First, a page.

Rossiya Airbus A320 Cabin Fails To Pressurize

Yesterday, Russia’s Federal Air Transport Agency (Rosaviatsia) reported its findings from an investigation into an incident aboard one of Rossiya Airlines’ Airbus A320s. The aircraft flew from St. Petersburg to Murmansk last month. According to the investigation, the incident was the result of damage to the aircraft’s aft cargo door seal.

Rossiya Airlines A319s
Rossiya Airlines is now Russia’s third-largest airline. Photo: Getty Images

Back on 16 January, a Rossiya Airlines Airbus A320 flying from St. Petersburg was forced to descend to FL100 while en route to Murmansk. The crew turned the aircraft around and prepared to return to St. Petersburg, but subsequently turned around again, gained altitude and continued the flight to Murmansk. According to reports by The Aviation Herald, the aircraft was able to perform the return flight from Murmansk to St. Petersburg, but flew the entire journey at FL100.

The aircraft involved in the incident, an 11-year-old Airbus A320 registered VP-BZR, was operating the flight on behalf of Lufthansa. At the time of the incident, it wasn’t immediately clear what caused the crew to turn back to St. Petersburg, or why they then decided that the aircraft was able to complete the journey as originally planned.

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The investigation into the incident

Although the incident aboard flight SU-6344 happened back on 16 January, the Russian Air Transport Agency only revealed the findings of its subsequent investigation yesterday. According to the investigation’s findings, the cabin pressurization system was responsible for the crew’s initial decision to descend and head back towards St. Petersburg.

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Rossiya A320
A deteriorated door seal on the aircraft’s aft cargo door was found to have caused the depressurization. Photo: Anna Zvereva via Flickr

Specifically, Rosaviatsia found that a deteriorating/damaged seal on the aircraft’s aft cargo door was causing the cabin to lose pressure. The aircraft’s air conditioning system was not able to sustain sufficient air pressure as a result, which is most likely the main concern the crew had during the flight.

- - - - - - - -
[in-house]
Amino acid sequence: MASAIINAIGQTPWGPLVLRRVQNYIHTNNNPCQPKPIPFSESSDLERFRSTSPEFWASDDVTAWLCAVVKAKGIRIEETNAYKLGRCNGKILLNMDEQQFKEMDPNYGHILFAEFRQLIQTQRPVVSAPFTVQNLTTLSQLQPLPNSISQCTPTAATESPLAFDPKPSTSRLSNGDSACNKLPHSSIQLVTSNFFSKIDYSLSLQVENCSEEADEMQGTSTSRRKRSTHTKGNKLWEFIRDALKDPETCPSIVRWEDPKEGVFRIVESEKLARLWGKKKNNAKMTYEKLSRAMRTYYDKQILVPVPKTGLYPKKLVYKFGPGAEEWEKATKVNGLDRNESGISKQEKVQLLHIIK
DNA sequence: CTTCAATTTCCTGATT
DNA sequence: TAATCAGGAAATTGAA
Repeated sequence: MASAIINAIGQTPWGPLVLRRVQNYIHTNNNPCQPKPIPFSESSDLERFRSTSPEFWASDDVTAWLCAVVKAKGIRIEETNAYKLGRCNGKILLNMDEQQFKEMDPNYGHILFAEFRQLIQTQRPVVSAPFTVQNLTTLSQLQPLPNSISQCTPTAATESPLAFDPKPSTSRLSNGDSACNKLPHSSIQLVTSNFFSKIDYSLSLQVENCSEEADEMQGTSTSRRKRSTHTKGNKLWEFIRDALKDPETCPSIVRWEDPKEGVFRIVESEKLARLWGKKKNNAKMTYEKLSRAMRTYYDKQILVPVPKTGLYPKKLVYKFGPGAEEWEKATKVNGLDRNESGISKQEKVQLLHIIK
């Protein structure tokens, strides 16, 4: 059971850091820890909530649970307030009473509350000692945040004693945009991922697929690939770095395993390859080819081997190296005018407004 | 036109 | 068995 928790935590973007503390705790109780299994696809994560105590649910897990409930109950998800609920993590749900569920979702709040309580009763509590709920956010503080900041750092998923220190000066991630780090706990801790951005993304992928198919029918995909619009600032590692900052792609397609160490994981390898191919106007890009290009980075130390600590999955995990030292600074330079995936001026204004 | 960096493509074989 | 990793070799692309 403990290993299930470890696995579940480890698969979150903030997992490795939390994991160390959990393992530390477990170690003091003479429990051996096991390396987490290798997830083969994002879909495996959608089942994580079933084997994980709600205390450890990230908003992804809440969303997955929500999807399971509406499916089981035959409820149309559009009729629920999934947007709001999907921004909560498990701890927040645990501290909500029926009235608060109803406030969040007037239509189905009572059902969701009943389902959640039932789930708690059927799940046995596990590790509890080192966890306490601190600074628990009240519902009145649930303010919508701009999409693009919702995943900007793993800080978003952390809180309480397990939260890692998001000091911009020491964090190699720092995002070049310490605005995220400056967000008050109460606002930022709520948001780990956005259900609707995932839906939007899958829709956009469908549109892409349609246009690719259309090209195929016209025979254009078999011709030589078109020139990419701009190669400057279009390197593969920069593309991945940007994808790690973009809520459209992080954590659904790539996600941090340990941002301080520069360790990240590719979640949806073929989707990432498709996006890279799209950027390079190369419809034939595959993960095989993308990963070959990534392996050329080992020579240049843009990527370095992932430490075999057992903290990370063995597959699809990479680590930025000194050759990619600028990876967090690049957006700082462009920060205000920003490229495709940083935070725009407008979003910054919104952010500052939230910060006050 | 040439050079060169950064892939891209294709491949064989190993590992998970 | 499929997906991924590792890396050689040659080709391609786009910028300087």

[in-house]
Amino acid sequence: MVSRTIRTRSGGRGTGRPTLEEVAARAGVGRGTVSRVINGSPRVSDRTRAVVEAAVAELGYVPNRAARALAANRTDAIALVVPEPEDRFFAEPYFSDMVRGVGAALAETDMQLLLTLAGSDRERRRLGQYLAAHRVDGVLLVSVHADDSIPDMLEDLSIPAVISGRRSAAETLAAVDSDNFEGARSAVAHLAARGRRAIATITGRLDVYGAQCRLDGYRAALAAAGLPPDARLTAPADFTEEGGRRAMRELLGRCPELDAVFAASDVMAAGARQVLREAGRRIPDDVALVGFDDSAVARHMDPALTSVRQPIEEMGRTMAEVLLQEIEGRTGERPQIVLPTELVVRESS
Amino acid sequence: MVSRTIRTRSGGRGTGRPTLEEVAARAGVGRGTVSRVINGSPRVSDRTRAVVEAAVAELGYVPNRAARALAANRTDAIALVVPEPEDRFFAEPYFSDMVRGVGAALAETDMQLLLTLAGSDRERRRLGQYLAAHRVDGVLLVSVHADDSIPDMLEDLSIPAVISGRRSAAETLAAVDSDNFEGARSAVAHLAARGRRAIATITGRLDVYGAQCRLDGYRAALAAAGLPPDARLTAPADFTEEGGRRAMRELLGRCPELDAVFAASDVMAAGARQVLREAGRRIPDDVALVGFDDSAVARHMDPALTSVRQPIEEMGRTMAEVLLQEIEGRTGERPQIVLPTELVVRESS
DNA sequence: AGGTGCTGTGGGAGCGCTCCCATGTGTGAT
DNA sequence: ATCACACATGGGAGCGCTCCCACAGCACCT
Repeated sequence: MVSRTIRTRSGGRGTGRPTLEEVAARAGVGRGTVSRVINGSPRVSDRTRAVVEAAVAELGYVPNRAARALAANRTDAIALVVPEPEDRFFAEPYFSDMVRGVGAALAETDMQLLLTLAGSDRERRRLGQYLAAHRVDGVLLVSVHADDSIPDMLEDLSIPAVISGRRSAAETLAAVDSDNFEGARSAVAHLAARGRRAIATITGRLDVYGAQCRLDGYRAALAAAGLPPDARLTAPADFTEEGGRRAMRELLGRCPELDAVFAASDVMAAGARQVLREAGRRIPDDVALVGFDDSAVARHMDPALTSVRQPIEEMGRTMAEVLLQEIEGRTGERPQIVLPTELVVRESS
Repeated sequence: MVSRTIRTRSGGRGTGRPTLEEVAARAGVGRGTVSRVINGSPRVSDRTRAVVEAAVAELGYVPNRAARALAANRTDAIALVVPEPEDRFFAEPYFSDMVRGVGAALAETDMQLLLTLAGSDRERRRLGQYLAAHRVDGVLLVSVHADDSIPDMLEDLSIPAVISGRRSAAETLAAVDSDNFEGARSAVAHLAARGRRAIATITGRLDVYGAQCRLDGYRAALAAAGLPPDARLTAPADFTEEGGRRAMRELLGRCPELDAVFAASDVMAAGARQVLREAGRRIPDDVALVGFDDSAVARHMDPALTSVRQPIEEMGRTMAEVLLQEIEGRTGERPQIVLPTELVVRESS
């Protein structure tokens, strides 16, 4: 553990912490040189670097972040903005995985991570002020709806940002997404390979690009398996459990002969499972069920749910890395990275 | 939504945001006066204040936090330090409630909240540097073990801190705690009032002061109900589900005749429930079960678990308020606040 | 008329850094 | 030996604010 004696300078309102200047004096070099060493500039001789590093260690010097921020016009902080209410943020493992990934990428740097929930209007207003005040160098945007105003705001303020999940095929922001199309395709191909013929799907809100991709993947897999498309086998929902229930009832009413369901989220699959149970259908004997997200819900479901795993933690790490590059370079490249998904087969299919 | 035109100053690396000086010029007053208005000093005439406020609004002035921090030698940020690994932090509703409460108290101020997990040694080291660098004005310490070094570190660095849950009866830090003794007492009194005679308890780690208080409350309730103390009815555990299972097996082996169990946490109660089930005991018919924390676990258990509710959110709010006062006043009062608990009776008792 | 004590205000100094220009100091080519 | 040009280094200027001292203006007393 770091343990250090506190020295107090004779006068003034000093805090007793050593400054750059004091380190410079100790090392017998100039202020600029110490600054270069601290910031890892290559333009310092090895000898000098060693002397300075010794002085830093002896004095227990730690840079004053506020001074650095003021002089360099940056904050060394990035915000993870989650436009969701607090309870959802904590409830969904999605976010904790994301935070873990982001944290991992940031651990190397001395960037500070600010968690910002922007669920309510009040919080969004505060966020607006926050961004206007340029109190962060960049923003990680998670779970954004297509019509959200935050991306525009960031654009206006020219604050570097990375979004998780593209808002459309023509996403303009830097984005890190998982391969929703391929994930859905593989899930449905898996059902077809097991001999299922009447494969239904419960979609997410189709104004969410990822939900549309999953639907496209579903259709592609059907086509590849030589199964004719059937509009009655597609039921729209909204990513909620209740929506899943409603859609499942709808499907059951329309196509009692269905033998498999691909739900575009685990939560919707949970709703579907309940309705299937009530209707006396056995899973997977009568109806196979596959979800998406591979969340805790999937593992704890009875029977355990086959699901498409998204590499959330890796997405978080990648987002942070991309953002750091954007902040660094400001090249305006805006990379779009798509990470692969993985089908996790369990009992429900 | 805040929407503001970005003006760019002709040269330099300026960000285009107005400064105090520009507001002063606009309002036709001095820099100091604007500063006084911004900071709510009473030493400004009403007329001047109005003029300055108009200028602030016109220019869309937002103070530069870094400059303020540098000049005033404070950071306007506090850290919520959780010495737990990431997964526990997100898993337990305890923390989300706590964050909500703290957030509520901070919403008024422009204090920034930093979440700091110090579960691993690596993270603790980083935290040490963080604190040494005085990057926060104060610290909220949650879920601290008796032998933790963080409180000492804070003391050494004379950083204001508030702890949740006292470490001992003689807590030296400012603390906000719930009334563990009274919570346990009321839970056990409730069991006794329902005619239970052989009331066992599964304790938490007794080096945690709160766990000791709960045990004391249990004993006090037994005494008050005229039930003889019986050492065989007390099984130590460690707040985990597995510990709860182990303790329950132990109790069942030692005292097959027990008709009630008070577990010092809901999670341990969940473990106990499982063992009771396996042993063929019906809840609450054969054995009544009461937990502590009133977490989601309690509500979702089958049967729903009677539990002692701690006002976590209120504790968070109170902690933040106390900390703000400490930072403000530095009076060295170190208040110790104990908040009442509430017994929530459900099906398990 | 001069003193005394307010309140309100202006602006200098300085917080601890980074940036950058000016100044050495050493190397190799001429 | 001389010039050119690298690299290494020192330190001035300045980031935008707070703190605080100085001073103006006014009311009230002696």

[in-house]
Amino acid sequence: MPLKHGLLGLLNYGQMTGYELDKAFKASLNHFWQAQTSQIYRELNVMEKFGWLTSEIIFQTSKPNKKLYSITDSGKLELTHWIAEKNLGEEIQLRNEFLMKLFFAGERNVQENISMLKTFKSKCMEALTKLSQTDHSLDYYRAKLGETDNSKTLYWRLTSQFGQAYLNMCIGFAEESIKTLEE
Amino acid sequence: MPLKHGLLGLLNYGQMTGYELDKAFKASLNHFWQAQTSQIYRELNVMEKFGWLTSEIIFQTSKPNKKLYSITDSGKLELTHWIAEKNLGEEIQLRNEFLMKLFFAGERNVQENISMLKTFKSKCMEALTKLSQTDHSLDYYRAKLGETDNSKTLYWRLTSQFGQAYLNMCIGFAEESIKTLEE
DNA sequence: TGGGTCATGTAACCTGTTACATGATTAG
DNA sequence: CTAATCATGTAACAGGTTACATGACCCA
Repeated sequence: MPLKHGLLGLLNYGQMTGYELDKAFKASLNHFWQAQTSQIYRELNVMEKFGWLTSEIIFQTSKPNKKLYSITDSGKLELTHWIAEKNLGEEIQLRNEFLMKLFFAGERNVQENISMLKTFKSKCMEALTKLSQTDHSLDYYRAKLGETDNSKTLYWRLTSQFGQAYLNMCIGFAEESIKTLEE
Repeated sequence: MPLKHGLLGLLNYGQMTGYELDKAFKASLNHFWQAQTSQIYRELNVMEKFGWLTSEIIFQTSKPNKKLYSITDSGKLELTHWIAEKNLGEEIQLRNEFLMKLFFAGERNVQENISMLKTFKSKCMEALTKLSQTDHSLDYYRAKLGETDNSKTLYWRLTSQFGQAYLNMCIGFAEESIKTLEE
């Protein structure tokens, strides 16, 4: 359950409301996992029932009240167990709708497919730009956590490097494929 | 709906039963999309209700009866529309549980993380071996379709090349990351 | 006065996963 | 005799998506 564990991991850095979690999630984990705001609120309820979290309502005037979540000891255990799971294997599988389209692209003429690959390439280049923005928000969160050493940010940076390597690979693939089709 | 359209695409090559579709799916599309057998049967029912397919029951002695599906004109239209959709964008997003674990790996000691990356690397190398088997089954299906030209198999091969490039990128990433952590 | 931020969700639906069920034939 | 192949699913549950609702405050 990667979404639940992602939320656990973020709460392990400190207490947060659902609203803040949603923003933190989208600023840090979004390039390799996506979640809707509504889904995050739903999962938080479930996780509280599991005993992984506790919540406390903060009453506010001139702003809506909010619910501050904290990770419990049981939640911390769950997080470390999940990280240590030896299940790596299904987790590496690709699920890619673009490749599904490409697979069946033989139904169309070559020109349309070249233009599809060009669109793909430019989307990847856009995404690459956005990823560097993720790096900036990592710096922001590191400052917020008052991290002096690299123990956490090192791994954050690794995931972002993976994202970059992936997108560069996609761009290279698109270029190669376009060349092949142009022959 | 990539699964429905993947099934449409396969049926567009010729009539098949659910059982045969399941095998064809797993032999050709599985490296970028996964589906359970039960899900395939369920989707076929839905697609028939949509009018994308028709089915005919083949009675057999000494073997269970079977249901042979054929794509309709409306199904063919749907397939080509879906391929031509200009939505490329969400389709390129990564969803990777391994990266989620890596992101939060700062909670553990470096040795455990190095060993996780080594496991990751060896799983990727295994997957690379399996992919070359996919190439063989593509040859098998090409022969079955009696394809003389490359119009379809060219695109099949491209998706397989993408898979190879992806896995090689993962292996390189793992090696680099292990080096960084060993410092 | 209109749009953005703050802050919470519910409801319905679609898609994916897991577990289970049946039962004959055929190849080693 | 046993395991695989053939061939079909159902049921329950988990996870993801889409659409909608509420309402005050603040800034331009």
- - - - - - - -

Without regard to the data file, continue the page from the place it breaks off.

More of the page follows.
Subsequent safety precautions

As the deterioration of the aft cargo door seal discovered on VP-BZR was age-related, Rossiya Airlines was instructed to inspect cargo door seals on its entire fleet of 56 aircraft. According to The Aviation Herald’s report on the incident, the airworthiness department was instructed to carry out a separate inspection on the airline’s five other Airbus A320s, as they were more likely to show the same deterioration as the aircraft involved in January’s incident.

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Although it appears this inspection process hasn’t been completed yet, the airline and aviation authorities will be keen to ensure that another incident like this doesn’t happen again. If a rapid decompression had occurred as a result of the failed cargo door seal, it would have been much more serious.

Rossiya Airlines A320
Rossiya Airlines’ entire fleet will need to be checked for the same cargo door seal issue. Photo: Eric Salard via Flickr

Russia’s third-largest airline

Rossiya Airlines is the third-largest airline in Russia, but it is actually 75% owned by Aeroflot, Russia’s largest airline and flag carrier. Although these two compete in the Russian domestic aviation market, they both posted impressive growth figures for 2019.

While Rossiya Airlines recorded 4% growth throughout 2019, Aeroflot performed slightly better with 4.1% growth compared to 2018. But both Aeroflot and Rossiya Airlines were significantly outperformed by S7, which posted 21% growth from the previous year.

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Masa

Actually Aeroflot owns the 75% stake. I think, Lufthansa has nothing to do with it. Maybe I’m wrong.

Peter

I can’t find any information about Lufthansa ownership of Rossiya. There must have been some mistakes!